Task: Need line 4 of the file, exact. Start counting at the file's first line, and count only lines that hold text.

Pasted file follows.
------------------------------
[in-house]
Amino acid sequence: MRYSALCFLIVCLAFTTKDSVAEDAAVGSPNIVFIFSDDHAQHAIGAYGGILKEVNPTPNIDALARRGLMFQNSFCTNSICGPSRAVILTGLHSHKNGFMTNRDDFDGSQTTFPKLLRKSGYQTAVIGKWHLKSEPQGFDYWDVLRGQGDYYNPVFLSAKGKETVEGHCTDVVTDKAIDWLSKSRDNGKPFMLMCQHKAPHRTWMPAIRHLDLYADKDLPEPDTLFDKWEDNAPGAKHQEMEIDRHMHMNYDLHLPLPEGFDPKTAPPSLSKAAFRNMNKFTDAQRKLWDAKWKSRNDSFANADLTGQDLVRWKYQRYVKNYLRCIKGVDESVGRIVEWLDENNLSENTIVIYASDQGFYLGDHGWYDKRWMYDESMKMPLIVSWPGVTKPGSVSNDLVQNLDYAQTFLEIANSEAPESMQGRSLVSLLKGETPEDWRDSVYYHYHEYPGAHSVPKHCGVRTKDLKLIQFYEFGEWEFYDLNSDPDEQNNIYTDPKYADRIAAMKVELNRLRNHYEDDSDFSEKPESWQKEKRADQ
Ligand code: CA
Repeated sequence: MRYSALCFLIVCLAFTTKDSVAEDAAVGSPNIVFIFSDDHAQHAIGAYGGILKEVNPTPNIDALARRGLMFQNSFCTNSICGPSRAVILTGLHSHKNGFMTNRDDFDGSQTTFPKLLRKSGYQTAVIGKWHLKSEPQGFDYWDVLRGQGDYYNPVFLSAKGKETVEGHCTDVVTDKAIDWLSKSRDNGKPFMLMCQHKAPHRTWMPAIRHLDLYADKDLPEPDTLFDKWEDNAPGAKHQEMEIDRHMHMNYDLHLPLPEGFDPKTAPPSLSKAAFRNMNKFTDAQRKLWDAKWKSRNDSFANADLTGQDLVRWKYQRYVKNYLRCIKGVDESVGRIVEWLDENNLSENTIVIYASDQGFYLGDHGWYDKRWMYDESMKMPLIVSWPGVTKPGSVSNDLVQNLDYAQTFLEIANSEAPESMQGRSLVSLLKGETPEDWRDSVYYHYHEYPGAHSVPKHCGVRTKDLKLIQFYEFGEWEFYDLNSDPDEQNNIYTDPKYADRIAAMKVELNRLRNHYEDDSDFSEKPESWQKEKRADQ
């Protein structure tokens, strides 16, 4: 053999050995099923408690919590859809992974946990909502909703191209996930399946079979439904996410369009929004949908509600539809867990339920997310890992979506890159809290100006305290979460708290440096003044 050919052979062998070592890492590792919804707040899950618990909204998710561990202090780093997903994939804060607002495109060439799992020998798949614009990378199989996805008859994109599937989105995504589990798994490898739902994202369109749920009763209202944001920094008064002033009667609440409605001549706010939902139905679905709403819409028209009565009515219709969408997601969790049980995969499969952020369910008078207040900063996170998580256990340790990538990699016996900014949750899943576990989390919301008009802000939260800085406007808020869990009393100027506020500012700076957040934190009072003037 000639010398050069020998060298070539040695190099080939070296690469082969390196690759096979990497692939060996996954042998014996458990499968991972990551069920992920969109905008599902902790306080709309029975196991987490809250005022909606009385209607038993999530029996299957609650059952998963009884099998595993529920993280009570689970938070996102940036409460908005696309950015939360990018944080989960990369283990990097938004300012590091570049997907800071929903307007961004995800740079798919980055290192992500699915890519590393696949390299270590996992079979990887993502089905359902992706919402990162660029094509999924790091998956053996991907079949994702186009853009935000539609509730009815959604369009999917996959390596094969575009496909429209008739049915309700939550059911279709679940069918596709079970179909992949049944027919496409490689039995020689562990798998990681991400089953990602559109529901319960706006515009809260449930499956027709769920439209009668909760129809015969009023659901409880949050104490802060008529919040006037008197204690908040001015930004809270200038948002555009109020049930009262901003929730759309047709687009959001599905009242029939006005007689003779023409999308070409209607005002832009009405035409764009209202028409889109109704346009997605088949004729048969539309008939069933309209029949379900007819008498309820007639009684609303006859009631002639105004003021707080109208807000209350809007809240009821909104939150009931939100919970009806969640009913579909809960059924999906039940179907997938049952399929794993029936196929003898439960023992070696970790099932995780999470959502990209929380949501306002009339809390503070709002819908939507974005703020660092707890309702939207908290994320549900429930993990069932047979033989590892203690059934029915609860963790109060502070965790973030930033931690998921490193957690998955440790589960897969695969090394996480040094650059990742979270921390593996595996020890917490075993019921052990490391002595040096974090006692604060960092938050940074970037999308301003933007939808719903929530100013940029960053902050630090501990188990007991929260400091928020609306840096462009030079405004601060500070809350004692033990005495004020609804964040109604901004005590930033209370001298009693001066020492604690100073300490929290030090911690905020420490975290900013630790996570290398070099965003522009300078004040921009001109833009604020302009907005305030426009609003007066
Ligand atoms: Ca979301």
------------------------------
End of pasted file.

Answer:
Repeated sequence: MRYSALCFLIVCLAFTTKDSVAEDAAVGSPNIVFIFSDDHAQHAIGAYGGILKEVNPTPNIDALARRGLMFQNSFCTNSICGPSRAVILTGLHSHKNGFMTNRDDFDGSQTTFPKLLRKSGYQTAVIGKWHLKSEPQGFDYWDVLRGQGDYYNPVFLSAKGKETVEGHCTDVVTDKAIDWLSKSRDNGKPFMLMCQHKAPHRTWMPAIRHLDLYADKDLPEPDTLFDKWEDNAPGAKHQEMEIDRHMHMNYDLHLPLPEGFDPKTAPPSLSKAAFRNMNKFTDAQRKLWDAKWKSRNDSFANADLTGQDLVRWKYQRYVKNYLRCIKGVDESVGRIVEWLDENNLSENTIVIYASDQGFYLGDHGWYDKRWMYDESMKMPLIVSWPGVTKPGSVSNDLVQNLDYAQTFLEIANSEAPESMQGRSLVSLLKGETPEDWRDSVYYHYHEYPGAHSVPKHCGVRTKDLKLIQFYEFGEWEFYDLNSDPDEQNNIYTDPKYADRIAAMKVELNRLRNHYEDDSDFSEKPESWQKEKRADQ